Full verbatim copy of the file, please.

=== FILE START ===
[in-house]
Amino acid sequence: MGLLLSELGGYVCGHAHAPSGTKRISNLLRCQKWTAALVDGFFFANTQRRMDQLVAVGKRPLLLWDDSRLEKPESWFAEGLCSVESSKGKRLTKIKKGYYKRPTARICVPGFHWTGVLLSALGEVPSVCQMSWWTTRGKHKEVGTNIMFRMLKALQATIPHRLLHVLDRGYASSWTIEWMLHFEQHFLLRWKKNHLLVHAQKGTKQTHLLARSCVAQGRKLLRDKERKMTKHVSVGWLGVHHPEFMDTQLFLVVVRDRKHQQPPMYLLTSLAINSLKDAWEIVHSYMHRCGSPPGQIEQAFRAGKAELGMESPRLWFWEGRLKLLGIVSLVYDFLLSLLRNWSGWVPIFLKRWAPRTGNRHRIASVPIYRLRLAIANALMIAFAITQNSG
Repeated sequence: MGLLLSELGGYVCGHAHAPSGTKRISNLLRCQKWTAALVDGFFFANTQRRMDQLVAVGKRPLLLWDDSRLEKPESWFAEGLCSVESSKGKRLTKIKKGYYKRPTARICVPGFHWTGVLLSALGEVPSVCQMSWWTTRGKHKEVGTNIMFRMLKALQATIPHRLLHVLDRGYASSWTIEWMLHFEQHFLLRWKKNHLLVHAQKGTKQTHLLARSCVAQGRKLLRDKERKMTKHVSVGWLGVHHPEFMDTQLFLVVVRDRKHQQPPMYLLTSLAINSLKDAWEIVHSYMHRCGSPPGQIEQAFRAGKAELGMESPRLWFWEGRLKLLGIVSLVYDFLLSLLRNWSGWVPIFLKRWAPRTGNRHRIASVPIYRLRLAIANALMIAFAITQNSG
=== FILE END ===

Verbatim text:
[in-house]
Amino acid sequence: MGLLLSELGGYVCGHAHAPSGTKRISNLLRCQKWTAALVDGFFFANTQRRMDQLVAVGKRPLLLWDDSRLEKPESWFAEGLCSVESSKGKRLTKIKKGYYKRPTARICVPGFHWTGVLLSALGEVPSVCQMSWWTTRGKHKEVGTNIMFRMLKALQATIPHRLLHVLDRGYASSWTIEWMLHFEQHFLLRWKKNHLLVHAQKGTKQTHLLARSCVAQGRKLLRDKERKMTKHVSVGWLGVHHPEFMDTQLFLVVVRDRKHQQPPMYLLTSLAINSLKDAWEIVHSYMHRCGSPPGQIEQAFRAGKAELGMESPRLWFWEGRLKLLGIVSLVYDFLLSLLRNWSGWVPIFLKRWAPRTGNRHRIASVPIYRLRLAIANALMIAFAITQNSG
Repeated sequence: MGLLLSELGGYVCGHAHAPSGTKRISNLLRCQKWTAALVDGFFFANTQRRMDQLVAVGKRPLLLWDDSRLEKPESWFAEGLCSVESSKGKRLTKIKKGYYKRPTARICVPGFHWTGVLLSALGEVPSVCQMSWWTTRGKHKEVGTNIMFRMLKALQATIPHRLLHVLDRGYASSWTIEWMLHFEQHFLLRWKKNHLLVHAQKGTKQTHLLARSCVAQGRKLLRDKERKMTKHVSVGWLGVHHPEFMDTQLFLVVVRDRKHQQPPMYLLTSLAINSLKDAWEIVHSYMHRCGSPPGQIEQAFRAGKAELGMESPRLWFWEGRLKLLGIVSLVYDFLLSLLRNWSGWVPIFLKRWAPRTGNRHRIASVPIYRLRLAIANALMIAFAITQNSG